You have a patient who is to be administered an anesthetic. Might the patient have certain characteristics that would make you think the patient has malignant hyperthermia (MH)? Are there specific clinical signs that help you confirm the diagnosis? Finally, once it’s apparent the patient does have MH, is there a set of characteristics that would help you predict outcome? Drs. Priscilla Nelson and Ronald S. Litman, Department of Anesthesiology and Critical Care, The Children’s Hospital of Philadelphia, Perelman School of Medicine at the University of Pennsylvania, Philadelphia, PA retrospectively analyzed the North American Malignant Hyperthermia Registry using patients whose MH clinical grading scale score was ≥35, pointing to “very likely” or “ almost certain” MH. Patients were divided into age groups of 0-24 months, 25 months to 12 years, and 13 to 18 years. The authors examined preoperative patient demographics and risk factors, clinical characteristics of the acute MH event, and post-event clinical characteristics and outcomes. Their results are published in this month’s issue of Anesthesia & Analgesia in the article titled “Malignant Hyperthermia in Children: An Analysis of the North American Malignant Hyperthermia Registry.”
Quite a bit of information concerning patient demographics and procedural characteristics is contained in the article’s table 1. Significant characteristics include male gender, surgery for inguinal hernia (more common in the youngest age group), undescended testicles (more common in the youngest age group), dental procedures, otolaryngology procedures (about 40% of the events in the middle age group), general surgery, orthopedic surgery (50% of the oldest age group’s events), urology (almost 30% of events in the youngest age group), elective procedures (adolescents had a higher percentage of emergent procedures), and patients for whom an intravenous induction was performed (patients in the youngest age group were more likely to have inhalation induction; intravenous induction was more common for emergent cases). The youngest age group was less likely to receive IV succinylcholine, vecuronium, propofol, or fentanyl but was more likely to receive halothane or sevoflurane compared to the older patients. Significant physical findings and laboratory values, summarized more completely in the article’s table 2, include rapidly increasing temperature, sweating, masseter spasm, hypercarbia, sinus tachycardia, maximum temperature, time to maximum temperature, maximum end-tidal CO2, time to maximal end-tidal CO2, CO2, PO2, peak lactic acid, peak potassium, and peak creatinine kinase. Significant treatment and outcomes, summarized in the article’s table 3, include active cooling, fluid loading, glucose/insulin, dantrolene side effects, and hyperkalemia or muscle weakness secondary to dantrolene. Dantrolene was used in almost 75% of events.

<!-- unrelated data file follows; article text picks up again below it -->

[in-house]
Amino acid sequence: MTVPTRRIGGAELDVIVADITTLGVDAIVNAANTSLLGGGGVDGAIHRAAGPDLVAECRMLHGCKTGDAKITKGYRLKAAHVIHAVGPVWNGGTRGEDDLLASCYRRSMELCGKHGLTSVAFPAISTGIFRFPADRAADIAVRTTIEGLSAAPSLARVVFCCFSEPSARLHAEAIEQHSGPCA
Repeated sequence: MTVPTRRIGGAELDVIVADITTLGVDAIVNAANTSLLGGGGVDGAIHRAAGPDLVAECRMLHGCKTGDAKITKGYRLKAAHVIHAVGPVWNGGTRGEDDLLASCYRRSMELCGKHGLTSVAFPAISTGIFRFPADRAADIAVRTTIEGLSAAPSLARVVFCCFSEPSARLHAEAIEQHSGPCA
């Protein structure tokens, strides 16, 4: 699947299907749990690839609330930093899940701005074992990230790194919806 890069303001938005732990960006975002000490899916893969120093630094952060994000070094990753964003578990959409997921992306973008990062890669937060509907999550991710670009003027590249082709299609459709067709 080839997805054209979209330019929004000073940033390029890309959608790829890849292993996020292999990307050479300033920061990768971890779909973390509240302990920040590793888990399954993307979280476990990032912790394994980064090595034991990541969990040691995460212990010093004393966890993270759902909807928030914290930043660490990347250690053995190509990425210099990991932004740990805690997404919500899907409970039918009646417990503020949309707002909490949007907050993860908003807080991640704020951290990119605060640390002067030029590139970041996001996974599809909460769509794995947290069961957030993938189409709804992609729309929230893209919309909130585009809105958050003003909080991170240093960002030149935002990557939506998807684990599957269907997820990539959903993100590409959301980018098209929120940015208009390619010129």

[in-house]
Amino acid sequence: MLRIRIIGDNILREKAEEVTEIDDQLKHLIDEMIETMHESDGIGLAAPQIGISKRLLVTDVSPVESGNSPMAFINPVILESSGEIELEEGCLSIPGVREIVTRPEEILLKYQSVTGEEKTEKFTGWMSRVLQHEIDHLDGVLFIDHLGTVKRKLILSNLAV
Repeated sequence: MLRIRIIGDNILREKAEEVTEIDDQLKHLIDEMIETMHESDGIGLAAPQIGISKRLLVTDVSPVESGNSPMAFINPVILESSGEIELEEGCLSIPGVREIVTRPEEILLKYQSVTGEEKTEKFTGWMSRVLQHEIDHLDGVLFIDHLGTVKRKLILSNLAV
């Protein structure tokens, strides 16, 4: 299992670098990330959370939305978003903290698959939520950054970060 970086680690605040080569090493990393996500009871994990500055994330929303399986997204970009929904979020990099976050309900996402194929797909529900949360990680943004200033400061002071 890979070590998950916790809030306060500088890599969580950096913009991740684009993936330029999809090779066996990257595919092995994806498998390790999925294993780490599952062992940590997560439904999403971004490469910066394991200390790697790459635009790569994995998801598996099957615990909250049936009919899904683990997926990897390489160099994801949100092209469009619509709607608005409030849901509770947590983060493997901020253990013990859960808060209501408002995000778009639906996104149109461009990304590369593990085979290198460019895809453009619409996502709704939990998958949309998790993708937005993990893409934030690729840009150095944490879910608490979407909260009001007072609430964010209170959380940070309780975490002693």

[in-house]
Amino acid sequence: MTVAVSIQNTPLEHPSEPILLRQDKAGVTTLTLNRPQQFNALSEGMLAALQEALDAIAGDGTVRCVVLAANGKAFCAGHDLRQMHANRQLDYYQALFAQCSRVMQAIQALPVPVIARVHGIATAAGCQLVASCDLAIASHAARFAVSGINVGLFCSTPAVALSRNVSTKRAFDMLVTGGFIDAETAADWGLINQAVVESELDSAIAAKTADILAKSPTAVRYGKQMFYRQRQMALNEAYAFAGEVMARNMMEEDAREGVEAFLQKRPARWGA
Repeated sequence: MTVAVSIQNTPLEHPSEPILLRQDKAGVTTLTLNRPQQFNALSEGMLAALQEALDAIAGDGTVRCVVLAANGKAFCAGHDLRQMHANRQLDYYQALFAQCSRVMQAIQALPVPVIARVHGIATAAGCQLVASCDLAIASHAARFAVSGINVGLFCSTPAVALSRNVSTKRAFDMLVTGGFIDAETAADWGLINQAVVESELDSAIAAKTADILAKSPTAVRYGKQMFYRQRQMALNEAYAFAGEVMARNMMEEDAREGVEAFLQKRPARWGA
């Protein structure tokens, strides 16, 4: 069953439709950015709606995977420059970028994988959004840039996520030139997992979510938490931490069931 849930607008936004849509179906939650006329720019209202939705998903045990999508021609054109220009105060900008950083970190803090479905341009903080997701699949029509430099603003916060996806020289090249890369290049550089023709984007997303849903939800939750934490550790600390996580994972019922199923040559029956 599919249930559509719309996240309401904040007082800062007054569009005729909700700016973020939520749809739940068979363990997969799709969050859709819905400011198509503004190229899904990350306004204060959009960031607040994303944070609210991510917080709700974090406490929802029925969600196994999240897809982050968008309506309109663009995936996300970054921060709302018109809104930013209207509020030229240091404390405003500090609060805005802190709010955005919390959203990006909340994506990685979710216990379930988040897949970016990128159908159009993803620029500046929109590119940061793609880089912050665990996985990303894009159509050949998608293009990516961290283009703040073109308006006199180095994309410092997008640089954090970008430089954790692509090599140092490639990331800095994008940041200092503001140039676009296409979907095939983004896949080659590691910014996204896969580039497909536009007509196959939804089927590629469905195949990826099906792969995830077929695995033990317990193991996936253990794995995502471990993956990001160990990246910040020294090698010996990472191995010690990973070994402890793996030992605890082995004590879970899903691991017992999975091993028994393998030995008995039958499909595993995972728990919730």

Generally, older children had more severe effects of MH than younger patients. They were more likely to develop a rapidly increasing temperature, a higher maximum temperature, higher potassium levels, and higher peak creatine kinase levels. This speaks to greater degrees of rhabdomyolysis, which makes sense given that older children have more muscle mass than younger children.
The report concludes that there is no definitive MH phenotype.